Interesting device

Thread Starter

MaxHeadRoom

Joined Jul 18, 2013
23,091
I recently had the job of fixing my sons yard light.
Hadn't really investigated the circuits before, it uses an interesting 1.4v IC XD5252, eliminates the need for a photo-cell for daylight detection.
The integrated circuit does several things. It charges the 1.2 volt battery during the day, using power from the 1.7 volt solar cell. It detects when the solar cell is in the dark, and starts up the circuit inside that boosts the 1.2 volts from the battery to over 3 volts, and sends that to the LED.
The current to the LED is decided on the value of the μh inductor.
A couple of modifications can be made for more or brighter LEDS.

1623169507406.png
 
Most of my solar garden lights that use the QX5252F IC use an 82uH inductor for one bright LED light.
At the IC output of some garden lights I added a series 1N5817 Schottky diode feeding a 0.1uF filter capacitor to drive a colors-changing LED.
 

ErnieM

Joined Apr 24, 2011
8,150
It's been 10 years since these chips just ruined my hobby of tearing down solar lights to reverse the drive. It used to take two transistors some resistors and some caps to drive the step up inductor. Now just one boring chip.

Two years back I found a guy on EBay who was buying cheap solar lights, cutting them into components, and selling the pieces. Hey, for 5 bucks I could get 10 driver boards with LEDs, but I just couldn't buy the shopping cart. I noticed his NY address was comming up as somewhere in Europe. I messaged him, he thanked me as he had no orders in 2 weeks during his busy season, and flipped me a double bunch of these.
 
Cheap solar garden lights used to use a solar panel and LDR with plastic covers that soon got sunburned.
They used a poor quality N-CAD battery cell that leaked and rusted away soon.

2 years ago a better quality solar garden light was sold for $1.00 at Walmart. It used a QX5252F IC, a solar panel with a glass cover, no LDR and a Ni-MH battery that did not rust but it had a low capacity. The cheap LED had steel leads that rusted away in a few months. It was easy to replace the battery and LED with better ones.
 

Alec_t

Joined Sep 17, 2013
12,064
I wonder if the same 5252 IC is used in torches? I have an el cheapo multi-LED torch which runs from a single AA alkaline cell, but I haven't taken it apart to check the circuit.
 
I have been asked to repair some of these by various friends and relatives. The common failure modes have been rust, battery failure, corrosion, and solar cell failure. Rust can be sanded away, battery or solar cell failure ends the work because a replacement battery costs more than a replacement solar light.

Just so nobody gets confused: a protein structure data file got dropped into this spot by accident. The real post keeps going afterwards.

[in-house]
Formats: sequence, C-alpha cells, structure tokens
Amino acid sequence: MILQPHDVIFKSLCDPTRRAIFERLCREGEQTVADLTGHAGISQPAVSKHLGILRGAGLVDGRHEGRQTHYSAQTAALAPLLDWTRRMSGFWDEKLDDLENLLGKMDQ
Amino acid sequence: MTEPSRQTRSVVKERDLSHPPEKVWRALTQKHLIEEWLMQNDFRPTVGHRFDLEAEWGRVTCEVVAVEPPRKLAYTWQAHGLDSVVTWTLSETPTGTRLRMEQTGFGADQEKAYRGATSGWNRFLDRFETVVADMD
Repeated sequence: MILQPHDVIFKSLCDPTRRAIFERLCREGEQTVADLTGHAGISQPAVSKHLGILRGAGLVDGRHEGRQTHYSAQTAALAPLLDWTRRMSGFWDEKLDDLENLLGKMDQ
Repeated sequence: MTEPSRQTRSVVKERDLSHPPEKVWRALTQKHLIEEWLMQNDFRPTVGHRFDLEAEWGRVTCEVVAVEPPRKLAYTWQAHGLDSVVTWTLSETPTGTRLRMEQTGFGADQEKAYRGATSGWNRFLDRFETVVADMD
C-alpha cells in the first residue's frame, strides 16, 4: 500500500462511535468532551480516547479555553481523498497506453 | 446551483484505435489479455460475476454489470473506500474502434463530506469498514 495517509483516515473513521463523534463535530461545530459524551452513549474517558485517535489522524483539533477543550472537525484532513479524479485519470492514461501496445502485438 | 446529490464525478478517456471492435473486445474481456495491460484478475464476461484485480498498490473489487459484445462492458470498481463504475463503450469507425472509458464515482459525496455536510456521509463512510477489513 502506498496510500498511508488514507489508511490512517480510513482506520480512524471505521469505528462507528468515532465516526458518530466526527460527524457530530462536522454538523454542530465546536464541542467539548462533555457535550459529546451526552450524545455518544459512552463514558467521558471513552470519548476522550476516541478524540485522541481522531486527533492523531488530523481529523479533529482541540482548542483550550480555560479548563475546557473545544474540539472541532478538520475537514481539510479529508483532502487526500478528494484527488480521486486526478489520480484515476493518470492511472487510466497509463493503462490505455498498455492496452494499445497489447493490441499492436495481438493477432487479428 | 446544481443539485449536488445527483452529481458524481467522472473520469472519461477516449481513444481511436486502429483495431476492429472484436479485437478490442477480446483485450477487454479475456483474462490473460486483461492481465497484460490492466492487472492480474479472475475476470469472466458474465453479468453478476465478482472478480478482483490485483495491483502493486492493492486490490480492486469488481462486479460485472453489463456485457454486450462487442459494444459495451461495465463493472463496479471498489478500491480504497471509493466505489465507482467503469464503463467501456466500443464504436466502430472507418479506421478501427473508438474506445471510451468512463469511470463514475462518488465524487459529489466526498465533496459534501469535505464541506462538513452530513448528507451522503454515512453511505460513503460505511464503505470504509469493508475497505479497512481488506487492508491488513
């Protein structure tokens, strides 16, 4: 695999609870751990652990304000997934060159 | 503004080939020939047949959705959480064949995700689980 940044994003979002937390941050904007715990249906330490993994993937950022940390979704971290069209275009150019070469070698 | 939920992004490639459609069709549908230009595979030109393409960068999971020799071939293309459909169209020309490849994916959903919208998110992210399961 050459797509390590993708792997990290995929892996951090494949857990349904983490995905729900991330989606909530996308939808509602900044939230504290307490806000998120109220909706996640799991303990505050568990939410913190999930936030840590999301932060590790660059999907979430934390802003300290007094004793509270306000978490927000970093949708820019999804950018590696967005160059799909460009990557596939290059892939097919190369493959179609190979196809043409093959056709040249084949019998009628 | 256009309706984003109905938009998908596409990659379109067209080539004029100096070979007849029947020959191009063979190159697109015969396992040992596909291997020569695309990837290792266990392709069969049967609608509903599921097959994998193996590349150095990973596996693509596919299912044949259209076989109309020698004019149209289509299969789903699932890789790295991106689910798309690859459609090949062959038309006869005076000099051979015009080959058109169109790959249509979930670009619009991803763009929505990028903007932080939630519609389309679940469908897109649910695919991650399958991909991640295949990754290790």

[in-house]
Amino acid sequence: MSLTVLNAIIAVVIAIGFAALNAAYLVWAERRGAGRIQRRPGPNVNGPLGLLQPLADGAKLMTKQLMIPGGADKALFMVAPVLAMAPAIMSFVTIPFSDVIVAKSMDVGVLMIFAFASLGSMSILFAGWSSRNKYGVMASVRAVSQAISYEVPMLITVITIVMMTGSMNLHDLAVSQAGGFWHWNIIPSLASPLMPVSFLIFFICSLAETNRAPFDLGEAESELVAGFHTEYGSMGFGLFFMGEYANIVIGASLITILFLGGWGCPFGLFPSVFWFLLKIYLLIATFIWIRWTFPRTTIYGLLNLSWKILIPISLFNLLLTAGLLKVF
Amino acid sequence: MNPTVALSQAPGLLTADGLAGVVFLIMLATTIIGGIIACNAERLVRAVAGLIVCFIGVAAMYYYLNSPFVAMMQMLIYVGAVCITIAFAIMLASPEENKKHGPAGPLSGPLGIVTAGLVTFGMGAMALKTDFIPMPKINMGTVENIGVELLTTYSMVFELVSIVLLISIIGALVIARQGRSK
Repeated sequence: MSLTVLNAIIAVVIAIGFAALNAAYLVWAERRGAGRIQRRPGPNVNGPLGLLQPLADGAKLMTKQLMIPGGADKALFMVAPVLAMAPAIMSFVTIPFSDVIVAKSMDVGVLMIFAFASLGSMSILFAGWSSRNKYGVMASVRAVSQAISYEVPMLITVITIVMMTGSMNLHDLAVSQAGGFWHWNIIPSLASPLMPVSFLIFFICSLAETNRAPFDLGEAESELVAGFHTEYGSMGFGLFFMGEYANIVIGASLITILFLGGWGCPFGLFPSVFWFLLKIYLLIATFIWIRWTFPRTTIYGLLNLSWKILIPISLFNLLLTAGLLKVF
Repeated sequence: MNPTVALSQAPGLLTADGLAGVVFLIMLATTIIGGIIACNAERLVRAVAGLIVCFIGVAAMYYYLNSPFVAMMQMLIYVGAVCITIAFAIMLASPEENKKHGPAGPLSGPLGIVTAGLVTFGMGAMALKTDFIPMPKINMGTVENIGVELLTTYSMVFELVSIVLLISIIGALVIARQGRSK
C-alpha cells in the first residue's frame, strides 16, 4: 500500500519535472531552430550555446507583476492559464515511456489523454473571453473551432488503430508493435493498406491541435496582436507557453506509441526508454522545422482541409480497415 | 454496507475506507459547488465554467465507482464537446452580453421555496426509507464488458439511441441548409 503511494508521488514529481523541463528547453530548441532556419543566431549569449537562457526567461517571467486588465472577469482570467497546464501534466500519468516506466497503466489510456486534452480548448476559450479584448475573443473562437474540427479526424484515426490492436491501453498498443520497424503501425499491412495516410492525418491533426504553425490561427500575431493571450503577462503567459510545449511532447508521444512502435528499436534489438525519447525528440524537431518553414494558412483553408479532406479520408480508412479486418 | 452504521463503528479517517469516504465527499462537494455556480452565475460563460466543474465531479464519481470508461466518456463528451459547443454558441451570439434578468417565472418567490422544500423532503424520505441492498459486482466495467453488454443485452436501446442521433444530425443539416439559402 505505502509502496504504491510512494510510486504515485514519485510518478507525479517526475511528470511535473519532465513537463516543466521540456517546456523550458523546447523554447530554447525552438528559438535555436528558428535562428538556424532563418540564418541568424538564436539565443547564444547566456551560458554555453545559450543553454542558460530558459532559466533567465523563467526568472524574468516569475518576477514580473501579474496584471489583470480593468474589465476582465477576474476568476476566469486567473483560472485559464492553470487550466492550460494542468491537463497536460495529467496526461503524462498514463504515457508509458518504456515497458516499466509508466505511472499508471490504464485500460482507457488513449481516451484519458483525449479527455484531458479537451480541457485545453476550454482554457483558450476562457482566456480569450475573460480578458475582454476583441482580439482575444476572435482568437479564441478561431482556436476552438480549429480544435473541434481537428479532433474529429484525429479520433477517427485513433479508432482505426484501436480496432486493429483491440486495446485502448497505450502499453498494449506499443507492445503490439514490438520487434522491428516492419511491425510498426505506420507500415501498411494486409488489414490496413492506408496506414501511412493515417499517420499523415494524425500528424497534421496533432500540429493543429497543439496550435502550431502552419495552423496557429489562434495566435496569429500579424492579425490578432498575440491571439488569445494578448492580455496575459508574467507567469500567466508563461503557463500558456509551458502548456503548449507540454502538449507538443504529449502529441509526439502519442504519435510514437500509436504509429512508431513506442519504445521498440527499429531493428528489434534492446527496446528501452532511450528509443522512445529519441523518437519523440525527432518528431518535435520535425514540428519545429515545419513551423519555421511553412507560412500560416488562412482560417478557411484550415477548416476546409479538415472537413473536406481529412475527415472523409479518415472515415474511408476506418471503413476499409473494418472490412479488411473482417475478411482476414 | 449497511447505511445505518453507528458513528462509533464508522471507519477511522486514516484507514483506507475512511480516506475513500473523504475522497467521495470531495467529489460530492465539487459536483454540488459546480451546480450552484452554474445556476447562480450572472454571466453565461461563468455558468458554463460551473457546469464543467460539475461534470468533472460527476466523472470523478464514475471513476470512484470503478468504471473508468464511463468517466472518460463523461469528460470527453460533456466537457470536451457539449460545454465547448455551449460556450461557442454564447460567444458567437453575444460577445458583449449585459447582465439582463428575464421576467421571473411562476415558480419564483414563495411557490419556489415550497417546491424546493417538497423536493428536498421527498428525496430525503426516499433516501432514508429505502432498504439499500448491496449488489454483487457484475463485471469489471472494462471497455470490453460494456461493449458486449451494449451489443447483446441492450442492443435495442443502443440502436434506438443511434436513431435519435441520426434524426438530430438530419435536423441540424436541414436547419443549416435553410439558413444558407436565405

The Walmart solar garden lights were sold for $1.00 each. The AAA Ni-MH battery had a rust-proof material (stainless steel?) but a labelled capacity of only 300mAh that was actually about 100mAh or less. I replaced it with an Energizer 800mAh AAA Ni-MH cell.
The garden light was so cheap that the garbage battery in it was free. Nobody in China puts a good quality battery cell in a solar garden light.
 

ErnieM

Joined Apr 24, 2011
8,150
Approximately ALL solar garden lights are cheap crap. I have three in one garden that I particularly like as they have a colored pattern housing, just look pretty without pretending they can cast and appreciable light.

These have worked for me for at least 5 or 6 years so far as I rebuild the guts as needed. Once I even grafted on a fresh solar panel.
 

Thread Starter

MaxHeadRoom

Joined Jul 18, 2013
23,091
I have been asked to repair some of these by various friends and relatives. The common failure modes have been rust, battery failure, corrosion, and solar cell failure. Rust can be sanded away, battery or solar cell failure ends the work because a replacement battery costs more than a replacement solar light.
In many cases the originals can be quite expensive, e.g. Ceramic or metalic ornamental objects, so cannibalizing a cheapo from the Dollar $tore makes sense, the components are generally identical. :cool:
Which is what I did in this case!
 

Attachments

Top